A further short trip took us to Abilene, another small town, this one with claims to fame. Dwight D. Eisenhower grew up, and is buried there. Abilene houses The Dwight D. Eisenhower Presidential Library and Museum.

And...Wild Bill Hicock was the town's marshall for a time in the 1870s. The Greyhound Hall of Fame is located in Abilene, the town also has the honour of being Greyhound Capital of the United States.

From Abilene we drove to Manhattan, medium sized town, housing several colleges, but nothing to hold our interest. The countryside around here, Flint Hill country, is hilly, wooded, very pretty - quite unlike the boringly flat-forever Kansas stereotype....Un-Kansas, I called it. Some trees were starting to get their gold on. It's not quite Fall yet, but getting there. A couple of nights with temps below 32 degrees, promised for the coming week, and Fall will be presenting its full glory.

On Sunday we drove the ten miles or so to yet another small town, Lindsborg, known as Little Sweden: the town's original settlers, in 1869, were Swedes. Lindsborg retains, and emphasises, its Swedish roots, for the benefit of passing tourists. A pretty, and on this October Sunday, very peaceful town. Tree-lined residential streets, well-maintained and attractive houses, a pleasant central street, all with an air of mid-20th century. I reckoned that those characters illustrated so beautifully by Norman Rockwell must have lived in a town just like Lindsborg.

Lindsborg's adopted mascot or logo is a carved wooden horse known as the Dala Horse, symbol of the crudely carved horses whittled long ago beside Swedish firesides during horrendously cold winters. A store in town makes and paints replicas of these on-site. Prices were outlandish though, so none came home with us! Large versions of the Dala Horse are scattered around town, all painted in different styles.

A friendly passer-by offered to take our pic together, with a Dala Horse:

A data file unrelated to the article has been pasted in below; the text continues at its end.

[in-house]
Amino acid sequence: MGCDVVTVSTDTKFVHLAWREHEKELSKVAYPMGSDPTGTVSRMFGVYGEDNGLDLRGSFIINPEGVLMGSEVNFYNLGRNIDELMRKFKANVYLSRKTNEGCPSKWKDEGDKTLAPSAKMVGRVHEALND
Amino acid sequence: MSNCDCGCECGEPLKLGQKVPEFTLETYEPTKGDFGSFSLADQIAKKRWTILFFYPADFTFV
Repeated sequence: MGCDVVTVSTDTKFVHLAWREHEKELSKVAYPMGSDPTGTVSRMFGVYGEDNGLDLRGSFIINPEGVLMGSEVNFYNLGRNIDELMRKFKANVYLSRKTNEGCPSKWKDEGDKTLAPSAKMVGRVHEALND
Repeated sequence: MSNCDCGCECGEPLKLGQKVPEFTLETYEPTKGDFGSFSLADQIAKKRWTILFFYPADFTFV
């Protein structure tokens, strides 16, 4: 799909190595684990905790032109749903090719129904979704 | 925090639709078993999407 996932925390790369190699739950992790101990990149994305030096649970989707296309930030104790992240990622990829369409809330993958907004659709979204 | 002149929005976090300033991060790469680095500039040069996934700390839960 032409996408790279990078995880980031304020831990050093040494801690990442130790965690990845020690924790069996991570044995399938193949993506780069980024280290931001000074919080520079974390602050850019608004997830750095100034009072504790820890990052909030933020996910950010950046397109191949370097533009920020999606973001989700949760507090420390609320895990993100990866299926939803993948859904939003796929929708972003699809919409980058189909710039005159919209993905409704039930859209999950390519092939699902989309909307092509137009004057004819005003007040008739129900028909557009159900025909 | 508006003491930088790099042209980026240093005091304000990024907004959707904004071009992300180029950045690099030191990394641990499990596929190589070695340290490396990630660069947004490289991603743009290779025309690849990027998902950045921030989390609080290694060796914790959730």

We'd hoped to visit the memorial gallery of artist Birger Sandzén in Lindsborg, but found it was closed for renovations intil 2012.

Those early Swedish settlers had a hard time of it. From directions in a leaflet we'd picked up we headed for something called the Hoglund Dugout: a pit, 6'x12', lined with large chunks of stone, constructed in the summer of 1868 by Gustaf and Maria Hoglund, a young couple from Fernebo, Sweden, as their first home. Their wagon would have been parked over the top of the dugout for protection from the elements - and wild critters. There are no signs leading to the location, one has to watch for a break in the trees, then walk for around 50 feet east to find it.

We had a lunchtime snack at The Swedish Crown restaurant , which wasn't nearly as grand as its title, but plain and homely. I sampled a Swedish speciality, meat and potato sausage in a sandwich of toasted marbled rye, garnished with beetroot - very tasty indeed! Husband settled for a plate of grilled fresh veggies.

From Lindsborg we drove up to a popular picnic place, Coronado Heights Park, on a hill named for Francisco Vásquez de Coronado, who explored the area in 1541. Here the result of another of FDR's 1932 Works Progress Administration (WPA) projects can still be seen: a stone castle, stone picnic areas, restrooms and stone front gate. Presumably the WPA workers also cleared the road up to the hilltop, but it has never been paved. Nearer to our Oklahoma home there's evidence of a similar WPA project -a paved road up to the summit of Mount Scott - still not a mountain, by any stretch of the imagination, but much higher than Coronado Heights.

We left Salina on Monday morning around 9.30, arrived home in the evening at 6.30, having stopped for a sandwich in Caldwell, and a look around the junkiest junk shop I've seen, anywhere, ever, in Kingfisher Oklahoma. I found some worthwhile VCR tapes there though, for $1 each, and a Fall/Thanksgiving wreath for our front porch for little more:


R J Adams said...

Very interesting post, Twilight. I particularly enjoyed the pics. I'm so glad this one was a success for you both.

anyjazz said...

Fine recap of our trip. We did have a good time.

Twilight said...

RJ Adams ~~ Thanks, RJ - yes we enjoyed it a lot.

Twilight said...

anyjazz ~~ Yep - sure did!

Wisewebwoman said...

Soooo glad nothing untoward happened, T, and that you share so beautifully your travels, oh that ballroom and the pipe organ and that tiny underground house.
The silos reminded me of Saskatchewan, flat flat country, the bread basket of Canada.

Twilight said...

Wisewebwoman ~~ Yes, thanks - it was trouble-free this time, thank goodness, and the weather: just right!